The Northern Finland Birth Cohort program (NFBC) is the epidemiological and longitudinal prospective general population research program, which was established to promote health and wellbeing of the population in northern Finland. The aim of present study, as a part of the NFBC program, was to analyze the blood levels of arsenic (B-As), cadmium (B-Cd), lead (B-Pb), total mercury (B-Hg) and selenium (B-Se); to compare these levels with threshold limits; to study sociodemographic factors; and to correlate these levels with calcium and haemoglobin. The study was comprised of 249 NFBC subjects, of which 123 were female and 126 were male (ages 31.1 ± 0.3 and 31.1 ± 0.4, respectively). All participants were asked to complete a questionnaire regarding diet and living habits. The geometric means (± SD) of B-As were 0.49 ± 2.80 μg/l and 0.44 ± 2.72 μg/l; B-Cd were 0.18 ± 4.02 μg/l and 0.12 ± 3.21 μg/l; B-Pb were 17.0 ± 1.8 μg/l and 9.06 ± 2.20 μg/l; B-Hg were 2.18 ± 2.02 μg/l and 1.85 ± 1.78 μg/l; and B-Se were 106.0 ± 1.3 and 94.3 ± 1.3 μg/l in males and females, respectively. Among the subjects in the present analysis, 23 % of males and 17.1 % of females had B-As levels above the ATSDR normal human levels of B-As in unexposed individuals (1.0 μg/l). The B-Pb geometric mean (12.44 μg/l) was approximately one eighth the CDC toxicological cut-off point of 100 μg/l. Twenty-one individuals (8.4 %) exceeded a B-Hg level of 5.8 μg/l. Fifty-eight females (47 %) had a B-Hg higher than 2.0 μg/l, the German Federal Environmental Agency cut-off point for women (18-69 years) who consume fish at least three times/month; therefore, their babies could be at risk of adverse effects during development.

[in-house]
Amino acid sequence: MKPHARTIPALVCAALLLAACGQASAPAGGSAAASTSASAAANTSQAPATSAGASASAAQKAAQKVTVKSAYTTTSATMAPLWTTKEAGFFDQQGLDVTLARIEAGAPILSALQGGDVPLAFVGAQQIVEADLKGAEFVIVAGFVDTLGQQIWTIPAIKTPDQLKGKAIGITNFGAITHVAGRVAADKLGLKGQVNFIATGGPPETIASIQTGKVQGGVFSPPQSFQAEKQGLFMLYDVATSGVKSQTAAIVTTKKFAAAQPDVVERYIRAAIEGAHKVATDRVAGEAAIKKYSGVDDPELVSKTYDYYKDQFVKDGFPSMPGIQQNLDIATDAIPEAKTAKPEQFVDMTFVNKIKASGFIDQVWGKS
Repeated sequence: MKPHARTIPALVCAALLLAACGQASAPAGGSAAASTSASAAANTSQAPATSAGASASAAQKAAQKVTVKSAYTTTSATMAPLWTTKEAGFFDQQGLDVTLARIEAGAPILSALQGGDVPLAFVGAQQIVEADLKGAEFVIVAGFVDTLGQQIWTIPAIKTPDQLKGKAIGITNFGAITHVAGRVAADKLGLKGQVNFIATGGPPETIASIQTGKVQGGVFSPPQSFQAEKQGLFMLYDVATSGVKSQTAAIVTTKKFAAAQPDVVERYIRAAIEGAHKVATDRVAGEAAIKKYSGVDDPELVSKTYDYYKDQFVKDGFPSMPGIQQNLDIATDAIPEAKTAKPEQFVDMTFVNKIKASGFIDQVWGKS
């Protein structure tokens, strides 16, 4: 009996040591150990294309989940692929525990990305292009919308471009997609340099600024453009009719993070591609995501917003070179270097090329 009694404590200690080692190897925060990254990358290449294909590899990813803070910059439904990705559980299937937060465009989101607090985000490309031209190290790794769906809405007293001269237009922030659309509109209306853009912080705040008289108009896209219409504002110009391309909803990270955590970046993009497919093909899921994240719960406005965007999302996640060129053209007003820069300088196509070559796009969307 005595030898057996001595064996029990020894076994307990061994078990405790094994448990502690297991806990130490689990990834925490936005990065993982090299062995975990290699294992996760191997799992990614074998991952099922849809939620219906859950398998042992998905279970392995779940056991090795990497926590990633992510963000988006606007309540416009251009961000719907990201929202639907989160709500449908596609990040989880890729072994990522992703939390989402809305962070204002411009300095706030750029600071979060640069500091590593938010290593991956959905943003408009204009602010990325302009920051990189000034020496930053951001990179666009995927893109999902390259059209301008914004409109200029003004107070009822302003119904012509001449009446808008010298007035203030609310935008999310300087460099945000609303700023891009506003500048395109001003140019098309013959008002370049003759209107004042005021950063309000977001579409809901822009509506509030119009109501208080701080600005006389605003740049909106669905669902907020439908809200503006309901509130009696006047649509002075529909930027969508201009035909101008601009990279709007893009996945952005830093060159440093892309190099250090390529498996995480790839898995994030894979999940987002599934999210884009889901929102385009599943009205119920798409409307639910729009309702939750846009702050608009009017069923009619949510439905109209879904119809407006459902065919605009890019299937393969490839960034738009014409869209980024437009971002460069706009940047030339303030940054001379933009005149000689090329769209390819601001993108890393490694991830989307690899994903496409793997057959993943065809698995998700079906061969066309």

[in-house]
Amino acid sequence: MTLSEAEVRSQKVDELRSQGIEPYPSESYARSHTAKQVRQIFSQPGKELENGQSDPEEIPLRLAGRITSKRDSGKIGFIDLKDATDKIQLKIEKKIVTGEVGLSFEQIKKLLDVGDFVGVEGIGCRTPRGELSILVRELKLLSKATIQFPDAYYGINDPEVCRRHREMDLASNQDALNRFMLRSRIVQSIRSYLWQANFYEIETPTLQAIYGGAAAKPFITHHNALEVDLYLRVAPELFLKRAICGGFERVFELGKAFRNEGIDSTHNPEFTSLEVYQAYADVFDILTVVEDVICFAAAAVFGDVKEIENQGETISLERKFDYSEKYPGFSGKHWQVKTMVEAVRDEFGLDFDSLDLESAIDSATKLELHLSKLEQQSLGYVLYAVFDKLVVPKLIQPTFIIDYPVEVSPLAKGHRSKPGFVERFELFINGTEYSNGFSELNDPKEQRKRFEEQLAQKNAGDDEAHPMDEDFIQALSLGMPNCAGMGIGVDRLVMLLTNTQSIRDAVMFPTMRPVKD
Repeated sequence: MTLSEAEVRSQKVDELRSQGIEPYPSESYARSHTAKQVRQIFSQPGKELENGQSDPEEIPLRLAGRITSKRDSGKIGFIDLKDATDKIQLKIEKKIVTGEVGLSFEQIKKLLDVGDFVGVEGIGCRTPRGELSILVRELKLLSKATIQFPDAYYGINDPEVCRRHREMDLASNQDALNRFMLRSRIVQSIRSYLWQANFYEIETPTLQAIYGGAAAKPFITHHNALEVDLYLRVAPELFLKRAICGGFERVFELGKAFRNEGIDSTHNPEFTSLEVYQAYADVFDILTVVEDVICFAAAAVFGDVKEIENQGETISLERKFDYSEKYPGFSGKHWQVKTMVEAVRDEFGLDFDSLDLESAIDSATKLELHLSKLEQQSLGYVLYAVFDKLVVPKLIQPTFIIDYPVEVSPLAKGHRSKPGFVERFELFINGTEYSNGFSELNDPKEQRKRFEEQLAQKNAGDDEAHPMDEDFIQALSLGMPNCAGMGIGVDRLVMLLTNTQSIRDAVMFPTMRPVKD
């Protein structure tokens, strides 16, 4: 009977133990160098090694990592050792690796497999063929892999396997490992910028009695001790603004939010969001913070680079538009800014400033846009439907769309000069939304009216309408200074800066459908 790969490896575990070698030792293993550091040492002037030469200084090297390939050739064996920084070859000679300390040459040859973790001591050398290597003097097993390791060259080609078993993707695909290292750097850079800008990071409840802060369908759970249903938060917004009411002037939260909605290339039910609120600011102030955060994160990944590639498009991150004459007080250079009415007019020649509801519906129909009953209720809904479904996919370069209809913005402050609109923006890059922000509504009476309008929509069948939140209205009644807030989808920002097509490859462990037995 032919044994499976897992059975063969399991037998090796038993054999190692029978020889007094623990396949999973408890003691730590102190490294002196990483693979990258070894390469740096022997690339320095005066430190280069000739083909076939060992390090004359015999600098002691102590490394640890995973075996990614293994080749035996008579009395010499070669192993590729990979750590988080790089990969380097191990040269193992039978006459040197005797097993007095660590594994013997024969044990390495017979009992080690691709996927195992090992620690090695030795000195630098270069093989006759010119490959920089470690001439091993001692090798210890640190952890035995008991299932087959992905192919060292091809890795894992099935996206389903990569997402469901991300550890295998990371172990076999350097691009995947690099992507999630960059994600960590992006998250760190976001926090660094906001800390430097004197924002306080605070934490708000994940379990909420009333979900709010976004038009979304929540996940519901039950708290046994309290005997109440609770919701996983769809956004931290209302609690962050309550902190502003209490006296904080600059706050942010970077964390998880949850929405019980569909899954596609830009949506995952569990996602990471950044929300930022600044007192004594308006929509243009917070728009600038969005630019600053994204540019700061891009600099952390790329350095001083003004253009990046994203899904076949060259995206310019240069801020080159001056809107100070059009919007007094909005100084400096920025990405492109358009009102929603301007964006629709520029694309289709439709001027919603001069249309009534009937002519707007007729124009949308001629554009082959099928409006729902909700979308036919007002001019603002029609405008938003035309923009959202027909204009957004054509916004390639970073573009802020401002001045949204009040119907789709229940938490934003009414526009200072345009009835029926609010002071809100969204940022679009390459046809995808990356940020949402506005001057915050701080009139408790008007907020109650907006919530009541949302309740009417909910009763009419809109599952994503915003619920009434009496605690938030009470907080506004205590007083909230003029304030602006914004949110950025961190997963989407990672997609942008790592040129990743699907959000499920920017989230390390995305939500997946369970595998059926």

Keywords: Metalloids; Northern Finland birth cohort 1966; Toxic metals.